Difference Between Similar Terms and Objects


It has been observed that a common practice is to confuse geysers with volcanoes. More often the case has been of interchanging these two words with their counterparts. Although it is true that both the mentioned phenomenon are similar in a few ways, most significantly due to the fact that both of them are the result of a very strong source of heat under the ground, but apart from that, they have many considerable differences in their mechanisms.

A very simple and well observed difference is that although geysers have been known to initiate close to volcanoes or as they are commonly referred to, in volcanic regions; volcanoes on the other hand do not need to have geysers around.

Before moving on to further differences, it is essential to know what exactly geysers and volcanoes are!

In layman terms, geysers involve the shooting out of hot water in its liquid or gas phase (steam) whereas volcanoes refer to eruptions of dust, matter, rocks and lava (molten rock).

To begin with, geysers refer to a phenomenon that takes place on the surface. Ground water close to the surface, due to the strong source of heat underground, is heated to very high temperatures until it boils. The result? Ejections of hot water as well as steam from the Earth’s surface! This is not as simple and harmless as it sounds. The eruptions can be of thousands of gallons of extremely hot water! In contrast, volcanoes occur due to hot magma that makes its way up through the cracks in the crust. On reaching the top of, suppose, a mountain, it blows off its roof and what was previously a mountain is now termed as a volcano.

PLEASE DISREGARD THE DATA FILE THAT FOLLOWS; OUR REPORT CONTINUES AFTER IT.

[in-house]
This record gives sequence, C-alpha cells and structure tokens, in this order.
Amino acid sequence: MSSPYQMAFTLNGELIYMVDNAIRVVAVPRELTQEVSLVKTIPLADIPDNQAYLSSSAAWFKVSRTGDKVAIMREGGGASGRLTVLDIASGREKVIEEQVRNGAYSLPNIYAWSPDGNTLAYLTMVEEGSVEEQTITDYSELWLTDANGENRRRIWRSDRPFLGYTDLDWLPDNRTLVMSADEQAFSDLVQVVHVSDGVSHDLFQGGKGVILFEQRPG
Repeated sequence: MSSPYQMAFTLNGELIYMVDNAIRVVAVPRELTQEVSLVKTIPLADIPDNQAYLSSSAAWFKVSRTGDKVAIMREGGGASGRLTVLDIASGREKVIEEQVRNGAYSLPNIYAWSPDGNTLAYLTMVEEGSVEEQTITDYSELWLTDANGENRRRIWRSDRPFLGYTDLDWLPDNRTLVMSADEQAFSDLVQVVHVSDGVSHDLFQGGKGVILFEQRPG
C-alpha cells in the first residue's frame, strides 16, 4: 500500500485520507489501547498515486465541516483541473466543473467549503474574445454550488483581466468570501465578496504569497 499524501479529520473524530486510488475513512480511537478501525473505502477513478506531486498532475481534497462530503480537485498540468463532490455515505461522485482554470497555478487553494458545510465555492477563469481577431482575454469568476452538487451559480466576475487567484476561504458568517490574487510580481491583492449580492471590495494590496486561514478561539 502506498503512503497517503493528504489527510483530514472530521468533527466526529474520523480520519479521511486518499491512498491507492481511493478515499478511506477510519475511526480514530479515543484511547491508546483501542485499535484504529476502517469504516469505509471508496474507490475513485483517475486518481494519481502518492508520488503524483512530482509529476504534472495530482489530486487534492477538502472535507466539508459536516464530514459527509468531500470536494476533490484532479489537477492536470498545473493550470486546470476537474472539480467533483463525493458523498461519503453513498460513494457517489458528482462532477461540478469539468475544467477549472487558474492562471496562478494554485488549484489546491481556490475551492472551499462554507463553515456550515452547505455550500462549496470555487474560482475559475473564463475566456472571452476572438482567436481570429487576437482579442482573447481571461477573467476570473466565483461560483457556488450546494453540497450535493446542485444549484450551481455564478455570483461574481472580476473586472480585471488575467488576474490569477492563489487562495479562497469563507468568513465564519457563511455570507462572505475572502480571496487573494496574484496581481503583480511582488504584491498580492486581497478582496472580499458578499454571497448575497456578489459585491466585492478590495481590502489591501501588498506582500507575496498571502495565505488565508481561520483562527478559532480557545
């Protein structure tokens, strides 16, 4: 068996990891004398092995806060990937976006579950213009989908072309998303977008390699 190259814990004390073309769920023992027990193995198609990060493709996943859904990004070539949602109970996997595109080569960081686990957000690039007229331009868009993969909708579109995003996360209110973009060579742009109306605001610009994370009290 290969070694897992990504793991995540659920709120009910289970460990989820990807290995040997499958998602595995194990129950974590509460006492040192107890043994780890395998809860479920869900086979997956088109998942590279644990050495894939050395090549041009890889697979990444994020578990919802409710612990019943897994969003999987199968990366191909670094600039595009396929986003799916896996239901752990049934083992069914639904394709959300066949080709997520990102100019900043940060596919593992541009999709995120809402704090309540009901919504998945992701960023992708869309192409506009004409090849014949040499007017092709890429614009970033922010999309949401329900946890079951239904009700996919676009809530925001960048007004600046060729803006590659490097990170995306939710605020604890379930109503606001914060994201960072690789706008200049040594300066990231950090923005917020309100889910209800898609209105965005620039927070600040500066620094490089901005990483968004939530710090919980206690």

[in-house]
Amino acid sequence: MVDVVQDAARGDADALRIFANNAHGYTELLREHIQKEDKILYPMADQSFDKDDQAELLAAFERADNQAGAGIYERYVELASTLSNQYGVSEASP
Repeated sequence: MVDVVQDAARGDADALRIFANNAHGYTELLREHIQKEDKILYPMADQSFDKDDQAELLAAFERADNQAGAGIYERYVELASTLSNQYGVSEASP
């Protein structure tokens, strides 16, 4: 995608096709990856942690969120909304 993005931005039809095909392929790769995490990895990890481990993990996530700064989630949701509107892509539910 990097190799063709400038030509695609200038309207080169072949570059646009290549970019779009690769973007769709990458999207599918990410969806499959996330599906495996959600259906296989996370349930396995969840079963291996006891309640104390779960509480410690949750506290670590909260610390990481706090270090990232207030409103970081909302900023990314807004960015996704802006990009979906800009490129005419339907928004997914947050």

There are a number of factors and physical features that contribute to each of these natural occurrences without which they would not occur or even if they did, their intensity would be very low. Geysers will only develop if there is a system of narrow channels which, in geology, is referred as a plumbing system. Water and heat also needs to be present and what is quite amazing is the fact that usually this water comes from rain and snow and seeps from in between the cracks in the stone deep into the rock. It is also necessary that the water gains a lot of heat and the pressure increases substantially.

Volcanoes require the presence of pieces of rock that have broken off the main rock. In addition to this, the plates that make up the Earth’s crust sometime move and the friction between them is what causes earthquakes and eruptions of volcanoes close to the edge of those particular plates.

The degree to which each of these two natural calamities can be harmful or affect human life and settlements also presents a very important difference between the two. The eruptions of water, which we term geysers, are usually less harmful than volcanoes owing to the fact that it’s just hot water that rushes out; it cannot do much to destroy settlements. Obviously, it is not at all advisable to go too close to them, but in many parts of the world, geysers have contributed positively by being developed into tourist attractions. As opposed to these, volcanoes can sometimes cause a great deal of destruction of buildings, life and property. The nearby areas get covered in a lot of ash which makes it extremely difficult to breathe and also ensures very high temperatures in the nearby areas. They can also cause lightning, thunder and heavy rainfalls whereas lava can easily kill people, plants and animals. Volcanoes as a whole can lead to fires in nearby settlements, famines as well as earthquakes.

Summary of differences expressed in points:

  1. Geysers usually have volcanoes around, volcanoes need not have geysers around
  2. Geysers-eruptions of water; volcanoes-eruptions of rocks, lava dust etc.
  3. Geysers: hot water eruptions as water heats; volcanoes: rising magma that blows off the mountain tops
  4. Water, heat, Plumbing channels, high temperatures, high pressure levels necessary for geysers; rock debris and pieces, friction between moving plates, very high temperatures necessary for volcanic eruptions
  5. Effects of geysers, not very harmful, used as tourist attractions; volcanoes, drastic effects on lives, settlements, weather-very dangerous

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